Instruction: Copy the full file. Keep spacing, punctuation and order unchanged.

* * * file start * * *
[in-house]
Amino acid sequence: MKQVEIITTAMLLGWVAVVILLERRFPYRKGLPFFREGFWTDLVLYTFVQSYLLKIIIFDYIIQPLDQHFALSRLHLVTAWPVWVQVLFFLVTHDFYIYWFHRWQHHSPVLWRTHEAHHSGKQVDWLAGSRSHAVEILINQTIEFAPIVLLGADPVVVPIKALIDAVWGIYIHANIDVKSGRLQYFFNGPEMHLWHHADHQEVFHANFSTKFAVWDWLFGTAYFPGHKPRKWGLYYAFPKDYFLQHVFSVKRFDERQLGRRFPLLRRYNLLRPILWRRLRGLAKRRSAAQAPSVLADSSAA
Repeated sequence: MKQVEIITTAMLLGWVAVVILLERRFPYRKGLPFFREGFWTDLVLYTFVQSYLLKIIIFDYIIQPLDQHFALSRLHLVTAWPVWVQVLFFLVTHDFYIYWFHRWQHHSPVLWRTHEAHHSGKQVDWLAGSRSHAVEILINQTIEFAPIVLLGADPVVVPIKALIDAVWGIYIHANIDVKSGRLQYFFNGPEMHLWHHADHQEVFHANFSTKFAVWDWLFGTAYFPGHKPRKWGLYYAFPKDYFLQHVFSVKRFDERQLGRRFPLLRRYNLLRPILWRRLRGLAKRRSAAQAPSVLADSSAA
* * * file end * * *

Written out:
[in-house]
Amino acid sequence: MKQVEIITTAMLLGWVAVVILLERRFPYRKGLPFFREGFWTDLVLYTFVQSYLLKIIIFDYIIQPLDQHFALSRLHLVTAWPVWVQVLFFLVTHDFYIYWFHRWQHHSPVLWRTHEAHHSGKQVDWLAGSRSHAVEILINQTIEFAPIVLLGADPVVVPIKALIDAVWGIYIHANIDVKSGRLQYFFNGPEMHLWHHADHQEVFHANFSTKFAVWDWLFGTAYFPGHKPRKWGLYYAFPKDYFLQHVFSVKRFDERQLGRRFPLLRRYNLLRPILWRRLRGLAKRRSAAQAPSVLADSSAA
Repeated sequence: MKQVEIITTAMLLGWVAVVILLERRFPYRKGLPFFREGFWTDLVLYTFVQSYLLKIIIFDYIIQPLDQHFALSRLHLVTAWPVWVQVLFFLVTHDFYIYWFHRWQHHSPVLWRTHEAHHSGKQVDWLAGSRSHAVEILINQTIEFAPIVLLGADPVVVPIKALIDAVWGIYIHANIDVKSGRLQYFFNGPEMHLWHHADHQEVFHANFSTKFAVWDWLFGTAYFPGHKPRKWGLYYAFPKDYFLQHVFSVKRFDERQLGRRFPLLRRYNLLRPILWRRLRGLAKRRSAAQAPSVLADSSAA